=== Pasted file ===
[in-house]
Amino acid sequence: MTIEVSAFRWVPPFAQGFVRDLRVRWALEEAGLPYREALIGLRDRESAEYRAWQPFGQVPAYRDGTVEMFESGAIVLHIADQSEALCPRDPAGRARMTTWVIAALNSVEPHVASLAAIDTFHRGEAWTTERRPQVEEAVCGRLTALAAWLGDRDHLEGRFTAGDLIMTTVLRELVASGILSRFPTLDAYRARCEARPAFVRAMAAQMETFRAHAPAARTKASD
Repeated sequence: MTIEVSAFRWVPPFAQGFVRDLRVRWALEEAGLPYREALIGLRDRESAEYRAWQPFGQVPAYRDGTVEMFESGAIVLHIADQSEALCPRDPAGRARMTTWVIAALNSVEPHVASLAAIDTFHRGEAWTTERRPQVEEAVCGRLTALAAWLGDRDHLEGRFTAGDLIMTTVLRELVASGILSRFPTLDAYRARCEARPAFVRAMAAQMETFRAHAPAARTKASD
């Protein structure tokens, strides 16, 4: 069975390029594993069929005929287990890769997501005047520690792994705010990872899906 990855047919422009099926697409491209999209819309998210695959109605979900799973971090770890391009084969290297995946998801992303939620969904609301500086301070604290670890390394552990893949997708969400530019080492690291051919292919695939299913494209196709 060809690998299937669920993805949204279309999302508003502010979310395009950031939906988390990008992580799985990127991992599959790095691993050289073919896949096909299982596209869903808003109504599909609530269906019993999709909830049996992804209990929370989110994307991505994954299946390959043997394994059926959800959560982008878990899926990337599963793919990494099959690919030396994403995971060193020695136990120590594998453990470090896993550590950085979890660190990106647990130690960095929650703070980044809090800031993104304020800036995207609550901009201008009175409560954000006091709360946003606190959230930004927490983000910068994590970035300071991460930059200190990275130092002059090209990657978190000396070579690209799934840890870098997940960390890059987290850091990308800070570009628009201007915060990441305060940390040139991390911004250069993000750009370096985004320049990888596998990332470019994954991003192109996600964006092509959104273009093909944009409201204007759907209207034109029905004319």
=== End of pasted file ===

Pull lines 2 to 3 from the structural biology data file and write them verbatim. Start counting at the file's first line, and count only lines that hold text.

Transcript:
Amino acid sequence: MTIEVSAFRWVPPFAQGFVRDLRVRWALEEAGLPYREALIGLRDRESAEYRAWQPFGQVPAYRDGTVEMFESGAIVLHIADQSEALCPRDPAGRARMTTWVIAALNSVEPHVASLAAIDTFHRGEAWTTERRPQVEEAVCGRLTALAAWLGDRDHLEGRFTAGDLIMTTVLRELVASGILSRFPTLDAYRARCEARPAFVRAMAAQMETFRAHAPAARTKASD
Repeated sequence: MTIEVSAFRWVPPFAQGFVRDLRVRWALEEAGLPYREALIGLRDRESAEYRAWQPFGQVPAYRDGTVEMFESGAIVLHIADQSEALCPRDPAGRARMTTWVIAALNSVEPHVASLAAIDTFHRGEAWTTERRPQVEEAVCGRLTALAAWLGDRDHLEGRFTAGDLIMTTVLRELVASGILSRFPTLDAYRARCEARPAFVRAMAAQMETFRAHAPAARTKASD